Skin cancer is a type of cancer that begins in the skin cells. It usually develops on skin exposed to the sun but can also occur in areas that are not exposed. There are three main types of skin cancer: basal cell carcinoma, squamous cell carcinoma, and melanoma. Basal cell carcinoma and squamous cell carcinoma are more common and have a higher cure rate, while melanoma is less common but more aggressive.

The primary risk factor for skin cancer is exposure to ultraviolet (UV) radiation from the sun or tanning beds. Other risk factors include having fair skin, a history of sunburns, a family history of skin cancer, a weakened immune system, and exposure to certain environmental factors such as arsenic.

The signs of skin cancer can vary depending on the type. Common signs include changes in the size, shape, color, or texture of a mole or spot on the skin. Itching, tenderness, or bleeding may also occur. It's crucial to be vigilant and seek medical attention if you notice any unusual changes on your skin.

Treatment for skin cancer depends on the type, size, and location of the cancer, as well as the patient's overall health. Common treatment options include surgical removal of the cancerous tissue, radiation therapy, and, in some cases, chemotherapy or immunotherapy. Early detection is key to successful treatment, so regular skin checks and prompt medical attention are crucial.

You should apply sunscreen every day, even on cloudy days and during the winter, UV rays can still penetrate the clouds and cause skin damage. Sunscreen needs time to be absorbed into the skin. We recommend applying it at least 15-30 minutes before going outdoors and reapplying every two hours.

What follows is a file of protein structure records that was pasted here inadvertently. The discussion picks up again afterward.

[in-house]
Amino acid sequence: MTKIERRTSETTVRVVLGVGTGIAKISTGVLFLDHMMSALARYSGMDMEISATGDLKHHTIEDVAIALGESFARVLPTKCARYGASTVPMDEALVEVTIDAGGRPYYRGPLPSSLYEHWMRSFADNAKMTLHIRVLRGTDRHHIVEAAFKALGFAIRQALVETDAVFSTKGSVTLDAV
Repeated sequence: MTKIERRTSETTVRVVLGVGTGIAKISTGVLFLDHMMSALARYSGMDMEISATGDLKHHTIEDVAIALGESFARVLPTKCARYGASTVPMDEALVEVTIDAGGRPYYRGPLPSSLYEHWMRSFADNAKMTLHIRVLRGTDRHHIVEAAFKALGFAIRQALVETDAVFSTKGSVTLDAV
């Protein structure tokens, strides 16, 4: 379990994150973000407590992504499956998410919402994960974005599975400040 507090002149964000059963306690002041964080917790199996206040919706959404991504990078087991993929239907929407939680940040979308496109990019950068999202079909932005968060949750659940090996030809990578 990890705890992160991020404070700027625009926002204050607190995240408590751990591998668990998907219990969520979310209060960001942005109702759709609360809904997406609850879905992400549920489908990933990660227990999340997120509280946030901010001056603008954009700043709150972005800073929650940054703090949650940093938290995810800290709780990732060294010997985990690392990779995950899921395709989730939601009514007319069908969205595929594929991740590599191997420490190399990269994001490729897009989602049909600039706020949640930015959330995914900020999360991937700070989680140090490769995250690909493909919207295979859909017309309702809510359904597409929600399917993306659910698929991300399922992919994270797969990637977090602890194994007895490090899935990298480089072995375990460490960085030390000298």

A total body skin exam by a dermatologist is crucial for several reasons. Firstly, it serves as a proactive measure for the early detection of skin cancers, including melanoma, the deadliest form of skin cancer. Skin cancers are often highly treatable when identified at an early stage. A comprehensive examination allows the dermatologist to assess moles, birthmarks, and any unusual skin changes that may indicate potential issues.

Secondly, a dermatologist can identify and diagnose various skin conditions, including dermatitis, psoriasis, and infections. Early detection and treatment of these conditions can prevent them from escalating into more serious health issues.

Furthermore, a total body skin exam provides an opportunity to discuss and address any concerns or questions about skin health, sun protection, and skincare routines. Dermatologists can offer valuable guidance on skin cancer prevention, emphasizing the importance of sun protection measures, such as wearing sunscreen and protective clothing.

Regular skin exams become especially vital for individuals with risk factors, such as a family history of skin cancer, a personal history of sun exposure, or fair skin. Overall, a total body skin exam is a proactive and comprehensive approach to maintaining skin health, preventing skin cancers, and addressing any skin-related issues in a timely manner.

From our QualDerm Family of Brands: What to Expect at a Total Body Skin Exam

Skin Cancer Treatments

Depending on the type, location and size of the tumor/skin cancer, options for treatment may include, but are not limited to:
  • Mohs micrographic surgery
  • Excisional surgery
  • Cryotherapy (freezing)
  • Currettage and Electrodessication
  • Chemotherapy
  • Radiation
To properly diagnose and treat skin cancer, it is essential to schedule with your dermatologist. Our certified experts can provide you with the best treatments options for your skin cancer. If you haven’t scheduled a skin check, we highly encourage you to schedule one today.